Bluetooth Basic Rate / Enhanced Data Rate (BR/EDR) Core Configurations are used for low-power short-range communications. To establish an encrypted connection, two Bluetooth devices must pair with each other using a link key. It is possible for an unauthenticated, adjacent attacker to impersonate a previously paired/bonded device and successfully authenticate without knowing the link key. This could allow an attacker to gain full access to the paired device by performing a Bluetooth Impersonation Attack (BIAS).
Bluetooth is a short-range wireless technology based off of a core specification that defines six different core configurations, including the Bluetooth Basic Rate / Enhanced Data Rate (BR/EDR) Core Configurations. Bluetooth BR/EDR is used for low-power short-range communications. To establish an encrypted connection, two Bluetooth devices must pair with each other using a link key. It is possible for an unauthenticated, adjacent attacker to spoof the address of a previously paired remote device to successfully complete the authentication procedure with some paired/bonded devices without knowing the link key.
The Bluetooth Impersonation Attack (BIAS) can be performed in two different ways, depending on which Secure Simple Pairing method (either Legacy Secure Connections or Secure Connections) was previously used to establish a connection between two devices. If the pairing procedure was completed using the Secure Connections method, the attacker could claim to be the previously paired remote device that no longer supports secure connections, thereby downgrading the authentication security. This would allow the attacker to proceed with the BIAS method against the legacy authentication unless the device they are attacking is in Secure Connections only mode. If the attacker can either downgrade authentication or is attacking a device that does not support Secure Connections, they can perform the attack using a similar method by initiating a master-slave role switch to place itself into the master role and become the authentication initiator. If successful, they complete the authentication with the remote device. If the remote device does not then mutually authenticate with the attacker in the master role, it will result in the authentication-complete notification on both devices, even though the attacker does not possess the link key.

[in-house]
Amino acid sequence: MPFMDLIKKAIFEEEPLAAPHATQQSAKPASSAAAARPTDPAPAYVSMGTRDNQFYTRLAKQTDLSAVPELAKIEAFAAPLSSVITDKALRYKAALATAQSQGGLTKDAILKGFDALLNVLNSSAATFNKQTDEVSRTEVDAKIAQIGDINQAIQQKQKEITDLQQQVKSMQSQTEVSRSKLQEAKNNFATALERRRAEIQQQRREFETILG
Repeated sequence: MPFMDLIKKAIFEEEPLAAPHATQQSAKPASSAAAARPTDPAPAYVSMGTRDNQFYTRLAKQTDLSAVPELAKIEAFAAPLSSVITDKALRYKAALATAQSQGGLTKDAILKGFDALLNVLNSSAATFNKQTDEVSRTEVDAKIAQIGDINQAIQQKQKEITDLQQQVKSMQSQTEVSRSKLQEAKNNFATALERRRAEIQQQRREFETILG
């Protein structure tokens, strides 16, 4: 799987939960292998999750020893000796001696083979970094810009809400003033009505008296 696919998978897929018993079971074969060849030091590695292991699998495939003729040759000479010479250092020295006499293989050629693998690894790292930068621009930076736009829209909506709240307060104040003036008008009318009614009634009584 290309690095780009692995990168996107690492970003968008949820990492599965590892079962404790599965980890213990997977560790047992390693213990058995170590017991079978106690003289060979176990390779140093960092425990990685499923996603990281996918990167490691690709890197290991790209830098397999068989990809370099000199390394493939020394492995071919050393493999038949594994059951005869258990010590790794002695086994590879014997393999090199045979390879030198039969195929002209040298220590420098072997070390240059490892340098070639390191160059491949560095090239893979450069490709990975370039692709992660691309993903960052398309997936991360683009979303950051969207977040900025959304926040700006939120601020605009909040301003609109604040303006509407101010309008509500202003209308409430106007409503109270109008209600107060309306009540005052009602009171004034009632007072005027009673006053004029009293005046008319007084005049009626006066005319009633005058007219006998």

An unauthenticated, adjacent attacker could impersonate a Bluetooth BR/EDR master or slave to pair with a previously paired remote device to successfully complete the authentication procedure without knowing the link key. The BIAS attack could be combined with the Key Negotiation of Bluetooth (KNOB) attack to "impersonate a Bluetooth device, complete authentication without possessing the link key, negotiate a session key with low entropy, establish a secure connection, and brute force the session key". An attacker could initiate a KNOB attack on encryption key strength without intervening in an ongoing pairing procedure through an injection attack. If the accompanying KNOB attack is successful, an attacker may gain full access as the remote paired device. If the KNOB attack is unsuccessful, the attacker will not be able to establish an encrypted link but may still appear authenticated to the host.
Bluetooth host and controller suppliers should refer to the Bluetooth SIG's statement for guidance on updating their products. Downstream vendors should refer to their suppliers for updates.
Thanks to Daniele Antonioli of Singapore University of Technology and Design, Nils Ole Tippenhauer of CISPA Helmholtz Center for Information Security, and Kasper Rasmussen of the University of Oxford for reporting this vulnerability.
This document was written by Madison Oliver.
|Date First Published:||2020-05-18|
|Date Last Updated:||2020-05-18 18:16 UTC|